Thursday, March 16, 2017

One of the Top Ten

A Boston Globe column writer recently described a firestorm of digital accusations and unkind remarks about a female public servant from a small town in the Boston area. Accusations of wrong doing, insults and other negativity filled the lady's hometown Facebook page. Without fact-checking their postings, several people assumed the worst and defamed their town's hard-working councilwoman. Writers assumed the worst instead of fact-checking the event. The lady in question was near another small town which had just suffered a destructive tornado. Since that town's administrator was out of state, this lady stepped in and helped organize rescue and rebuilding efforts. The lady in question did what she did at the cost of sacrifice without receiving pay. She called her boss and asked to make the day she spent helping another town as a "sick day" not a paid work day. People who sent nasty messages to the town's Facebook page implied that the council woman was spending their town's money on another town which in their opinion was an unpardonable offense. Without informing themselves of the realities of the woman's motives and her communications with her own boss, she was being painted as a quasi-criminal stealing from her fellow citizens. To me it sounded like a bit much. Yet in today's volatile social climate it is a sad reality that one of the Top Ten, The Ten Commandments, Number 8 has been transgressed. This is how the 8th Commandment is worded: "You shall not bear false witness against your neighbor." (Exodus 20:16) In ordinary parlance it is translated, "Don't lie about your neighbor. Rather, tell the truth." How many times have I blurted out something which I soon later regretted! From my own experience as well as what others have said, mistakes such as white lies, or blatant big lies, come from not thinking enough. For Lent I one of my resolves is to think about what I am going to say, and how I say it, write it, or record it, or send it out on the Internet. A Maryknoll priest stationed in China shared his homily online. Here is part of it:
In ancient Greece, Socrates [470-399 BC] said “The unexamined life is not worth living.” He said that when he was on trial, facing the death penalty. He could have kept his mouth shut and lived longer, but he wanted people to live better. He kept asking his fellow citizens in Athens what they were doing and why. It is annoying when people challenge us to think. Thinking is hard work. People prefer to speak without thinking and to act without thinking. Socrates. believed in an afterlife. He did not know much about the One God, but at least he knew that death is not the end of everything.(From the Sunday Homily of Father Michael Sloboda, MM, 3/12/17)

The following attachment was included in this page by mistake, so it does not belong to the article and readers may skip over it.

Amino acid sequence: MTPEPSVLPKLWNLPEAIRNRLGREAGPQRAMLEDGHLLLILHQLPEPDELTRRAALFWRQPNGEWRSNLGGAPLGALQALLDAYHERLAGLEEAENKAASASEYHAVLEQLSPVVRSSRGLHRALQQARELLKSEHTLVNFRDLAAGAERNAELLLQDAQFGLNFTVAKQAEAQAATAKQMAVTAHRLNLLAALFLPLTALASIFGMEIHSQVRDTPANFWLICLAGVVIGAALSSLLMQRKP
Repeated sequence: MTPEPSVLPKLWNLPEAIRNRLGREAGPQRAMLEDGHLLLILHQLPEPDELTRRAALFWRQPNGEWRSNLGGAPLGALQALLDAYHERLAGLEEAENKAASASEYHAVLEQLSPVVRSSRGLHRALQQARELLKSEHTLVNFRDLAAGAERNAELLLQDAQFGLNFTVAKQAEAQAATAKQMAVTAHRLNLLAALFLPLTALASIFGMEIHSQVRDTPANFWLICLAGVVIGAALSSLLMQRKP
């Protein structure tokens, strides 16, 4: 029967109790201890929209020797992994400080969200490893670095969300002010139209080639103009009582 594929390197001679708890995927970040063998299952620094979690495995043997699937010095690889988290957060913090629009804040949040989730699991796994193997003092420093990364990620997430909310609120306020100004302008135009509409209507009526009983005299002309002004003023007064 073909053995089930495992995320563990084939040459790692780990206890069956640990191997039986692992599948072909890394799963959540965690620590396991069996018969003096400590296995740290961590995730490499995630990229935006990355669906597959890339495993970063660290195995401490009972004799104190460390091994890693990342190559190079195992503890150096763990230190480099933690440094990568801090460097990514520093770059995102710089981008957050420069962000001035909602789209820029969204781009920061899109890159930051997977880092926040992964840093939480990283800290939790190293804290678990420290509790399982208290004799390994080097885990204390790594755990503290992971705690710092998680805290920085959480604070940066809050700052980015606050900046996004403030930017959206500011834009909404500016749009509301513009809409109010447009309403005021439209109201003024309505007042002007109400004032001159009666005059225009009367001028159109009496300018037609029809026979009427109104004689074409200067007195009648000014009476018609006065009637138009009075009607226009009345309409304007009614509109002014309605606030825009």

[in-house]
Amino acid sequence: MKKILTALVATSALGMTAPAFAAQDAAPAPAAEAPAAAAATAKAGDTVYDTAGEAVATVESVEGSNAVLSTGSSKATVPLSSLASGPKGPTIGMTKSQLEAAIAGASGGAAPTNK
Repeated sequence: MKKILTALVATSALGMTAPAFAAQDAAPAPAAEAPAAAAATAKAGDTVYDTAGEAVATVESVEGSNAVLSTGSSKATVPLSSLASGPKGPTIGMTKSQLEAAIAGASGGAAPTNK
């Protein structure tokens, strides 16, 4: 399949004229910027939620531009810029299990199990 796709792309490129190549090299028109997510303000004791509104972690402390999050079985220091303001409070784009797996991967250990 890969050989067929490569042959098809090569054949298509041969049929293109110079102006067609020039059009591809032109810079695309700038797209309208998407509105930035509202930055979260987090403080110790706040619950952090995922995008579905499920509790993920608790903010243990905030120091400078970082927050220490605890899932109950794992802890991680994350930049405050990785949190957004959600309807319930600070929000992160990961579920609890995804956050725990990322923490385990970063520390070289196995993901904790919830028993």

Thinking before we speak can indeed be a penance. It's far easier to speak spontaneously and passionately. But, then we may have to symbolically "pick up the pieces" left by our unscripted speech or writing. The Catechism of the Catholic Church has a great statement about truth telling:
Truth or truthfulness is the virtue which consists in showing oneself true in deeds and truthful in words, and guarding against duplicity; dissimulation, and hypocrisy... Respect for the reputation and honor of persons forbids all detraction and calumny in words or attitude. (CCC, nos, 2505 and 2507)
When I read the Globe article I reflected about my own social media use. At times my Facebook page gets filled with various rants against elected officials, or Hollywood personalities, or Bishops, and even against the Holy Father. Thankfully, there is an "X" option. I do not forward nastiness or lies. For every "You shall not" commandment, there is a "a shall do" element. If I do not lie about someone, I speak well of them. Or, I remain silent. Lawyers unfortunately are often judged as sly and even dishonest. However lawyers deal with the law, and with truth. They need to defend what is true. Often gathering evidence to prove the truthfulness of their case requires hours of research and reams of paper, and expensive copy maker use. Pope Saint John Paul II referred to St. Thomas More as a Patron Saint of those who defend the truth, especially Statesmen, Politicians and Lawyers.
When we make our daily examination of conscience, a quick review of The Top Ten/The Ten Commandments and how we observe them helps to clear our hearts of daily spiritual debris. And, if we go to the Sacrament of Reconciliation, the Top Ten help us to find some material to bring to our Confession. I pray that your Lent is progressing well. God bless you!

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